This couple proves that there's no age limit for a first date.
Harold Sharlin, 90, and Miriam Steiner, 93, were photographed on their first date Sunday. They stood side-by-side at Sharlin's favorite Washington, D.C. bookstore, with their walkers in hand.
Sharlin's granddaughter, Jenny Costello, told InsideEdition.com that she had been the one who set them up.
She said she was waiting tables one night, when she started making conversation with an older woman, who was dining with a couple in their mid-50s.
"She was just a hoot, I got such a kick out of her," Costello said. "Throughout the night, she kept mentioning little Jewish names. I'm like, 'she's Jewish, she's perfect for my grandfather.'"
According to Costello, Miriam Steiner was widowed in 1999. She still keeps a photograph of her late-husband in her wallet, which Costello described as "a very attractive young man."
Finally, she mustered up the nerve to ask: "I have to know. Are you single?"
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Costello asked for the woman's number, and emailed the information to her grandfather, who responded: "Date's all set for Sunday. I'll let you know how it goes."
They agreed to meet at Politics and Prose, a coffee shop and bookstore they both frequent.
They eventually found each other by asking some store associates for help.
Michael Treibwasser, one of the store associates, recalled Steiner approaching him at the info desk, and asking if she had seen anybody with a walker go downstairs. Word had later gone around that the two were attempting to find each other for their blind date.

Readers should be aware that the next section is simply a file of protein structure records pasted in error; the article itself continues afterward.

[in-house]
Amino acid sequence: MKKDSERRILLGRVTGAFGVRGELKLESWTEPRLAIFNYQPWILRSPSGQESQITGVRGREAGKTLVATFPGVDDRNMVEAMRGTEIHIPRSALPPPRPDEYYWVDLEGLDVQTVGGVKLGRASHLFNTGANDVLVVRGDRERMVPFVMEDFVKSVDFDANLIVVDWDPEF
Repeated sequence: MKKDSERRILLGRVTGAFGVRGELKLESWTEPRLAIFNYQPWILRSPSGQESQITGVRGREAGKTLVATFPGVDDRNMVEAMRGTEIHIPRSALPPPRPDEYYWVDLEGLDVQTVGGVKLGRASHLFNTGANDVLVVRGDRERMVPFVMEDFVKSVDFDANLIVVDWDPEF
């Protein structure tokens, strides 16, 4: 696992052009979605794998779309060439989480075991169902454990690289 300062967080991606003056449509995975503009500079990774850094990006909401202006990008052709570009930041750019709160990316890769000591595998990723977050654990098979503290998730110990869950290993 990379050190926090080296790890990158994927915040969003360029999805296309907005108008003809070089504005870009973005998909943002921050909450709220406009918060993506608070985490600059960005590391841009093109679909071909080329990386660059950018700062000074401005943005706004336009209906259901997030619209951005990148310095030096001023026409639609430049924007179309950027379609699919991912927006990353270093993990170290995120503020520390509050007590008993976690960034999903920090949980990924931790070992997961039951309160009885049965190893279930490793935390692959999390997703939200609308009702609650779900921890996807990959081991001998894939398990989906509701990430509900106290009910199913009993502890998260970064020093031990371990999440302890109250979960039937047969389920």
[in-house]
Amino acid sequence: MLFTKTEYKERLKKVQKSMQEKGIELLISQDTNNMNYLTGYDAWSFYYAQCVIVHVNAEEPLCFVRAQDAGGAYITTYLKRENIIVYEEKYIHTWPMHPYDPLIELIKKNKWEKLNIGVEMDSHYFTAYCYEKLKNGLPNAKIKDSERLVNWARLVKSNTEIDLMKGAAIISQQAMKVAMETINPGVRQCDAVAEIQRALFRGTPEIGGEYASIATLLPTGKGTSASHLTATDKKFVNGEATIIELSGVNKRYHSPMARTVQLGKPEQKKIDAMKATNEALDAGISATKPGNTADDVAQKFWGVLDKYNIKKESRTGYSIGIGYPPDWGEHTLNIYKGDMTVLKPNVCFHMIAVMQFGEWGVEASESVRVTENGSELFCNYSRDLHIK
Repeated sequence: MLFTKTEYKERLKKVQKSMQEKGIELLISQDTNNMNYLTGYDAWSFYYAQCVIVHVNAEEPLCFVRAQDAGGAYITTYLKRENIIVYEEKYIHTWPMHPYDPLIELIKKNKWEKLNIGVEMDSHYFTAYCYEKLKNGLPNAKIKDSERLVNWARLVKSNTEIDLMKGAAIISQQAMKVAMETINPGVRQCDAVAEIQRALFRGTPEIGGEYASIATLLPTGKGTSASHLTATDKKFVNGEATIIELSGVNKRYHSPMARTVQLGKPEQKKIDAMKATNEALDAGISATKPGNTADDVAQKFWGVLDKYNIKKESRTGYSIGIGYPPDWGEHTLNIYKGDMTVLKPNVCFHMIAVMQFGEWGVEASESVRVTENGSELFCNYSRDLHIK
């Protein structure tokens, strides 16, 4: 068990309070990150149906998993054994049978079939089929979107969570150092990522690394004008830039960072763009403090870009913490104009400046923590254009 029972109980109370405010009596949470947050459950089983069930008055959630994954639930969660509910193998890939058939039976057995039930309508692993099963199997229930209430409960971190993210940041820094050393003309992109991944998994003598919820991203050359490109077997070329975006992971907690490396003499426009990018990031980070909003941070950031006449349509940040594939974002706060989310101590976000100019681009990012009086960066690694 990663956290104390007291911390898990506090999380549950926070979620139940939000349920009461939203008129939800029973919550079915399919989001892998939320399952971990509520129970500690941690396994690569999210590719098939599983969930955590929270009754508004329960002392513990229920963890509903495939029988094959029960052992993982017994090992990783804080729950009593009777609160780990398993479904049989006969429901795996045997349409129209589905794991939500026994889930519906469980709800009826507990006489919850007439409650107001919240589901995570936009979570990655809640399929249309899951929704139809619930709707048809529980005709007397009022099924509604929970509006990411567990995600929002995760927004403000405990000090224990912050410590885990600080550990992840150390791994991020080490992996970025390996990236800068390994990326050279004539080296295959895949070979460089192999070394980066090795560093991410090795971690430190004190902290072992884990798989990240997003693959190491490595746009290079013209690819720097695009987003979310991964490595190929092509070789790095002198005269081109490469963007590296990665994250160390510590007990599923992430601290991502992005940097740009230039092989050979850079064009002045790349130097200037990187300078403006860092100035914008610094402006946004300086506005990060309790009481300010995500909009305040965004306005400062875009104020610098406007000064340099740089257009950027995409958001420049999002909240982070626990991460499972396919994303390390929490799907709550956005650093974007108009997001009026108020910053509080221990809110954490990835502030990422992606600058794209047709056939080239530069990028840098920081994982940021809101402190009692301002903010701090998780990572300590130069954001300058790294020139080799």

"It was so adorable, everybody had a giant grin on their faces," Treibwasser said. "I caught them right when they stepped out of the coffee house on the way out. They both had smiles on their faces, so I'm assuming it went well."
Sharlin said he and his date spent three hours chatting. While they had a good time sharing memories their children and families, the former Iowa State University professor said he wished they spent more time discussing politics.
Even though Sharlin said, "I'm not thinking about a follow up date," he told InsideEdition.com that he's not ready to give up his quest in finding a companion.
"I'm happy being a hermit, but I don't like to be a hermit," he said, "so I may do something about that."
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"He's had long term relationships, and some short term relationships, but he never stops looking for that companion he's after," Costello said.
Sharlin said his most recent relationship ended two years ago.
"She's a loving woman," Sharlin said. "She had a car, so she could take us anywhere." Sharlin recalled that he and the 70-year-old woman were together for three years, but had "cooled off" after she broke her wrist, and it became harder for the two of them to get together.
"But I think about her with great fondness," he said, as he contemplated reconnecting with her.
He was also in two longer relationships, lasting six and eight years. He asked both women to marry him, but said neither worked out for various reasons.
Sharlin said one of the women was just not a good match, and he laughed as he said the other sought to consult her financial advisor before responding to his proposal.
According to Sharlin, when she returned from a meeting with her financial advisor, she asked him, "If you ended up in a wheelchair, who would pay the expenses?"
Despite the abrupt ending to their relationship, "We had a good time together. Music and theater -- she's one of the people who enjoyed (it)."
"He's always looking for somebody like my grandmother," Costello said.
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Sharlin said his late wife, Tiby, took up art in her later years. She painted, until she ultimately passed away from Lou Gehrig's disease.
"She would have died before me anyway," Sharlin said. "She wouldn't want to be alone in the world.
He said: "After she died, I was very mad at her. I said, 'Tiby, now I'm alone. What do I do?'"